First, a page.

Go to the Globe and Mail homepage

Jump to main navigationJump to main content

Oasis of the Seas and Allure of the Seas need cruise directors who ‘are like Julie [McCoy] on steroids’ says veteran people pleaser Allan Brooks. (Tim Aylen)
Oasis of the Seas and Allure of the Seas need cruise directors who ‘are like Julie [McCoy] on steroids’ says veteran people pleaser Allan Brooks. (Tim Aylen)

How do you entertain 6,400 people? Start with a bathrobe Add to ...

Allure of the Seas is the most enormous cruise ship plying the waves. It’s nearly four-football-fields long, has 15 decks, 25 restaurants, an 25-metre-long zipline and carries about 8,000 people, 6,400 of which are guests.

Cruise director Allan Brooks is in charge of keeping those guests amused. “The first thing people think of with cruise directors is Loveboat and Julie McCoy. Things have definitely changed since then – it’s kind of more like Julie on steroids,” he says.

More Related to this Story

Brooks works with 225 performers to make sure cruise guests are kept busy. The Quebec native has been with Royal Caribbean for 12 years, even though at first he thought he’d only stay for six months. Brooks quickly realized, however, that his comedy background (and hockey skills) would make him a perfect fit as a leader of high jinks on the high seas.

What’s the most romantic gesture you’ve seen on your ship?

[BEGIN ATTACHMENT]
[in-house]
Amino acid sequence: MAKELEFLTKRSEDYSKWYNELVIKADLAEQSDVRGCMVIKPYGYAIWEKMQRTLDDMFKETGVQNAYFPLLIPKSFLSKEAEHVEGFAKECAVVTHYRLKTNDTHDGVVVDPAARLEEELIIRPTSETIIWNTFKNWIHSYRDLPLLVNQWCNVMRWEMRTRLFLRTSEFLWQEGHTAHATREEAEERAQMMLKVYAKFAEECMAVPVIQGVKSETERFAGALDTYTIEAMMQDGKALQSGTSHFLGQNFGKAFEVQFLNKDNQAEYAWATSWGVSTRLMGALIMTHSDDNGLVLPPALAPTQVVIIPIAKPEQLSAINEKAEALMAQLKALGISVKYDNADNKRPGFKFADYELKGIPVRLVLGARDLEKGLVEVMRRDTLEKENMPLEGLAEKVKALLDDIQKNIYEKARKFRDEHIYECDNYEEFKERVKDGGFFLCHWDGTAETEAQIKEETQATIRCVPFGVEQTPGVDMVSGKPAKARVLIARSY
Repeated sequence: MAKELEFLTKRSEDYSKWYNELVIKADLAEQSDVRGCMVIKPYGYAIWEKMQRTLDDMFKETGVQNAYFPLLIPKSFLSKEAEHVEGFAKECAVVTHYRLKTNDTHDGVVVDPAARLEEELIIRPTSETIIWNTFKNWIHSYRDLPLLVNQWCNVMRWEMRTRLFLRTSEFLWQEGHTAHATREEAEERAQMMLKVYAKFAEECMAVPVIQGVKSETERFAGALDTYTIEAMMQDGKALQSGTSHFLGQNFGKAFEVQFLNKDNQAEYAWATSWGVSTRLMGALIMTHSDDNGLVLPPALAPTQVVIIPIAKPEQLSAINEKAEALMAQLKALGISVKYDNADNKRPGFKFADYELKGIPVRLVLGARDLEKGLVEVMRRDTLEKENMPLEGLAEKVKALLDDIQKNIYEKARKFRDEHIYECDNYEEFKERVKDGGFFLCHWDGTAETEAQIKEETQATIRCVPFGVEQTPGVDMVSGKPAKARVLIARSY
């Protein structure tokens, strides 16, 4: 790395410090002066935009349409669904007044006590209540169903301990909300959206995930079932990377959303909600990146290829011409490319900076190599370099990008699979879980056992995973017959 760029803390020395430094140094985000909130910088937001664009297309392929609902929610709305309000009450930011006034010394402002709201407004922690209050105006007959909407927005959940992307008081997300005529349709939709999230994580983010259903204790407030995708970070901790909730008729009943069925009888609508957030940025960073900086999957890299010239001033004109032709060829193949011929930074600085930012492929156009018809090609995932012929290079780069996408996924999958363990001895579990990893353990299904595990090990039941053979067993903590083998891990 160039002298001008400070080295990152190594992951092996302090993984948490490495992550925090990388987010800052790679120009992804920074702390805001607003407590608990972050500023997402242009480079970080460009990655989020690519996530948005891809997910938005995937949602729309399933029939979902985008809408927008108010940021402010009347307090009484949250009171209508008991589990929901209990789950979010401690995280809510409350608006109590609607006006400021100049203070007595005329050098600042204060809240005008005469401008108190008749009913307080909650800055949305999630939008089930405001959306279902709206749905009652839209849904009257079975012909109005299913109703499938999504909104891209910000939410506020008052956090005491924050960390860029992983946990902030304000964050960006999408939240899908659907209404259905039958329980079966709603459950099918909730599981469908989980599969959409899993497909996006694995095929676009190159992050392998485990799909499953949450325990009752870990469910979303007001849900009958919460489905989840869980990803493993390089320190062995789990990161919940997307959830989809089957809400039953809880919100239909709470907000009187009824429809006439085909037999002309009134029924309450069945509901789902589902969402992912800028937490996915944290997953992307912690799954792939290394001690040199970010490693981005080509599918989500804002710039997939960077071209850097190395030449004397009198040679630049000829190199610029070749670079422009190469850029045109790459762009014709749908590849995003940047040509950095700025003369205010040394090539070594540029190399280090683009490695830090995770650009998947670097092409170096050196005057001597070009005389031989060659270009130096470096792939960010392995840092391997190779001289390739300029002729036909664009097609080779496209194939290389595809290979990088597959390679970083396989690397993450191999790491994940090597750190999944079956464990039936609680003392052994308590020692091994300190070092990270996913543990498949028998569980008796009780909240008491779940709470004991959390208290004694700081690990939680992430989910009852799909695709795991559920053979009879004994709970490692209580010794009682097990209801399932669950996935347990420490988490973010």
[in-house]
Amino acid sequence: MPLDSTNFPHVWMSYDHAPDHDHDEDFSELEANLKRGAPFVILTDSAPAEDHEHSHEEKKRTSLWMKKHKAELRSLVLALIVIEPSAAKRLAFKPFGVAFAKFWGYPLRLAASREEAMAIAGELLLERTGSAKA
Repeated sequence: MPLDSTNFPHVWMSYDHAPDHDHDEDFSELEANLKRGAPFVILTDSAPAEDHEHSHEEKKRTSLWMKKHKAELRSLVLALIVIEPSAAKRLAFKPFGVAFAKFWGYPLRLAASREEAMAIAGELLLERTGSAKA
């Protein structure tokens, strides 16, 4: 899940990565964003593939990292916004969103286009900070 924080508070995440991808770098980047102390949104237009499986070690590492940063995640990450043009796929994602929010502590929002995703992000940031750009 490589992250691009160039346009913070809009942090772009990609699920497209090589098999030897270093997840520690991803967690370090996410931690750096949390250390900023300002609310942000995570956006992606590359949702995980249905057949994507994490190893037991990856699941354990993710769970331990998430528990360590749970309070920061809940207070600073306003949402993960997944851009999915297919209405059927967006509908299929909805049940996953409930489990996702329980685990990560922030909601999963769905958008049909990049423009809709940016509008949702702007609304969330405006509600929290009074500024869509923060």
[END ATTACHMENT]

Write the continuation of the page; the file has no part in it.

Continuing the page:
We have a vaudeville comedy show where we pick someone from the audience at random. One time we worked it out with a guest so he’d be picked so he could propose to his girlfriend. The ring was preplanted on me and the proposal took place during the skit.

How many of the guests do you meet each day?

On smaller ships, you can actually stop in your busy day and shake the hands of upwards of 200 people. But on this class of ship, meeting them one-on-one is tougher. I might meet around 100 people during my day while I’m in transit. We also use television on the ship as a way to meet more people and get my personality out there. I host a morning show everyday that runs in our guests’ staterooms.

What’s the weirdest question you’ve been asked on your morning show?

I wear a robe for the show. It’s a pink and white striped Victoria’s Secret robe. So a lot of people start to ask if I’m wearing pants and then it gets very bizarre after that.

What’s your favourite activity to lead?

We have an adult scavenger hunt on our hockey rink, which we cover with a basketball floor. We get 10 teams of 100. The first time I ever hosted it, it was like coming into a Roman arena. It’s controlled chaos. One of the items I ask for is the wackiest human trick. Believe me, every week is different for that item. I once had a gentleman take his glass eye out. … Nudity is not uncommon during that part of the game.

What else do you use the ice rink for?

Well, actually, two years ago I was on the Explorer of the Seas [Allure of the Seas’ sister ship] out in New York. We had a lot of Canadians … boarding there.

The first day of the cruise we have a parade that I host. During it, I spotted a gentleman with a really big mustache and flamboyant hair. He looked so familiar. I had my production manager, who is in charge of the ice rink, take a look at the man and he said ‘I think that’s [former Maple Leaf and Calgary Flames player] Lanny McDonald.’

He was on board with 150 Canadians as part of a NHL Legends cruise. Lanny and three other retired players were on board and we razzed them enough to get a shinny hockey game going on our rink. We called it Hockey Night in the Caribbean. It was a mini taste of Canada.

This interview has been edited and condensed.

In the know

Most popular videos »

Highlights

More from The Globe and Mail

Most popular